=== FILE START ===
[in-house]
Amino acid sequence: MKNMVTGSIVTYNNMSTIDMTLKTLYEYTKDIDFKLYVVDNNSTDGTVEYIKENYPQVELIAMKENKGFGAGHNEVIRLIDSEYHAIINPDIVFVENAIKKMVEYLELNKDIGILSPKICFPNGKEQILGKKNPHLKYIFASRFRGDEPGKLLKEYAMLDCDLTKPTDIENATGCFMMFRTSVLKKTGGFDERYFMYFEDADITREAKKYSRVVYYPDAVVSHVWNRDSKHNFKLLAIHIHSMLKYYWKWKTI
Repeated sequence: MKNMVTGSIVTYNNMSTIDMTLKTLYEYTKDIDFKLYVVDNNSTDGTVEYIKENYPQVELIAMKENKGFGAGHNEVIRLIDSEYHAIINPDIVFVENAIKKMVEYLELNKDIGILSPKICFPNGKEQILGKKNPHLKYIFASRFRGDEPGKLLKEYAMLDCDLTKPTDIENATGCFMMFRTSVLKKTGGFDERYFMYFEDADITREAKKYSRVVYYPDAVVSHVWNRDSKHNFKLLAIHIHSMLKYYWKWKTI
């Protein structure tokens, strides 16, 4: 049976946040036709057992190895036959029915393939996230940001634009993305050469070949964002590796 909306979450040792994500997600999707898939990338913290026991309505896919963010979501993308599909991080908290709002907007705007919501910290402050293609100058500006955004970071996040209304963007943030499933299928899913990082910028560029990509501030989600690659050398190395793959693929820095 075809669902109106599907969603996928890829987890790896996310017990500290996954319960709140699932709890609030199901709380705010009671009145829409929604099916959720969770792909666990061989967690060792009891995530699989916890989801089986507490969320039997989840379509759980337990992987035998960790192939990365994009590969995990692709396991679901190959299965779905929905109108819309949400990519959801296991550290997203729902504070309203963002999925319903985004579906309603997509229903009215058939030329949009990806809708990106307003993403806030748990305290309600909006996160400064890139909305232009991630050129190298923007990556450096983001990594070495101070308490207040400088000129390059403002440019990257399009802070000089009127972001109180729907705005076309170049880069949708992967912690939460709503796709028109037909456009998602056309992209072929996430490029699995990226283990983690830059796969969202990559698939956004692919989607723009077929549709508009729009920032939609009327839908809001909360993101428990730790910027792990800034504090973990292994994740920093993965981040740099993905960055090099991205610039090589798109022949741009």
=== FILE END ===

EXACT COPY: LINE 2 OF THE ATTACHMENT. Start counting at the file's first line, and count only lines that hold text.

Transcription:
Amino acid sequence: MKNMVTGSIVTYNNMSTIDMTLKTLYEYTKDIDFKLYVVDNNSTDGTVEYIKENYPQVELIAMKENKGFGAGHNEVIRLIDSEYHAIINPDIVFVENAIKKMVEYLELNKDIGILSPKICFPNGKEQILGKKNPHLKYIFASRFRGDEPGKLLKEYAMLDCDLTKPTDIENATGCFMMFRTSVLKKTGGFDERYFMYFEDADITREAKKYSRVVYYPDAVVSHVWNRDSKHNFKLLAIHIHSMLKYYWKWKTI